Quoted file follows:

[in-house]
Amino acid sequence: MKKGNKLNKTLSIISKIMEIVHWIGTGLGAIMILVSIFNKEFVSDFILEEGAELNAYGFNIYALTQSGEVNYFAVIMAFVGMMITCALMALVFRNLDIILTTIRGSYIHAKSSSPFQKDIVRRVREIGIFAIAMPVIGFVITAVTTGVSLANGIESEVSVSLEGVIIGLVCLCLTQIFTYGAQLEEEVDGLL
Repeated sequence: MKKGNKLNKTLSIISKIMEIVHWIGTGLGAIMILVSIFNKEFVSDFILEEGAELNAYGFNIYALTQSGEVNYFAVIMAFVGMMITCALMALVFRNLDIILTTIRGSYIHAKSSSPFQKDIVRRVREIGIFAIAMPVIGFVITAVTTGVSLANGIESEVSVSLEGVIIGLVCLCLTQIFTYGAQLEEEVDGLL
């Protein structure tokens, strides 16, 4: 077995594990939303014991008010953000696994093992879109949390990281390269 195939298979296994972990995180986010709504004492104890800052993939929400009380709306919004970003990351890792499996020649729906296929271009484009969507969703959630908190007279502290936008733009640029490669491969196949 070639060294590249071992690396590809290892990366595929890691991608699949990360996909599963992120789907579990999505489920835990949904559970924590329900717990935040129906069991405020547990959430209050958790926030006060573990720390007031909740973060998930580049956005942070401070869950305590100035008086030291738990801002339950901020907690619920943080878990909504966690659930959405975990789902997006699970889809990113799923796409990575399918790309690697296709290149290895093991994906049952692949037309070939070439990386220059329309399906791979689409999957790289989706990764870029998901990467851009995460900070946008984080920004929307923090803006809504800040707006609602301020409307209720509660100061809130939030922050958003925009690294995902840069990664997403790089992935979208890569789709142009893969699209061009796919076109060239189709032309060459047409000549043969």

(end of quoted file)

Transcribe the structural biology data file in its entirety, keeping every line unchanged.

[in-house]
Amino acid sequence: MKKGNKLNKTLSIISKIMEIVHWIGTGLGAIMILVSIFNKEFVSDFILEEGAELNAYGFNIYALTQSGEVNYFAVIMAFVGMMITCALMALVFRNLDIILTTIRGSYIHAKSSSPFQKDIVRRVREIGIFAIAMPVIGFVITAVTTGVSLANGIESEVSVSLEGVIIGLVCLCLTQIFTYGAQLEEEVDGLL
Repeated sequence: MKKGNKLNKTLSIISKIMEIVHWIGTGLGAIMILVSIFNKEFVSDFILEEGAELNAYGFNIYALTQSGEVNYFAVIMAFVGMMITCALMALVFRNLDIILTTIRGSYIHAKSSSPFQKDIVRRVREIGIFAIAMPVIGFVITAVTTGVSLANGIESEVSVSLEGVIIGLVCLCLTQIFTYGAQLEEEVDGLL
């Protein structure tokens, strides 16, 4: 077995594990939303014991008010953000696994093992879109949390990281390269 195939298979296994972990995180986010709504004492104890800052993939929400009380709306919004970003990351890792499996020649729906296929271009484009969507969703959630908190007279502290936008733009640029490669491969196949 070639060294590249071992690396590809290892990366595929890691991608699949990360996909599963992120789907579990999505489920835990949904559970924590329900717990935040129906069991405020547990959430209050958790926030006060573990720390007031909740973060998930580049956005942070401070869950305590100035008086030291738990801002339950901020907690619920943080878990909504966690659930959405975990789902997006699970889809990113799923796409990575399918790309690697296709290149290895093991994906049952692949037309070939070439990386220059329309399906791979689409999957790289989706990764870029998901990467851009995460900070946008984080920004929307923090803006809504800040707006609602301020409307209720509660100061809130939030922050958003925009690294995902840069990664997403790089992935979208890569789709142009893969699209061009796919076109060239189709032309060459047409000549043969």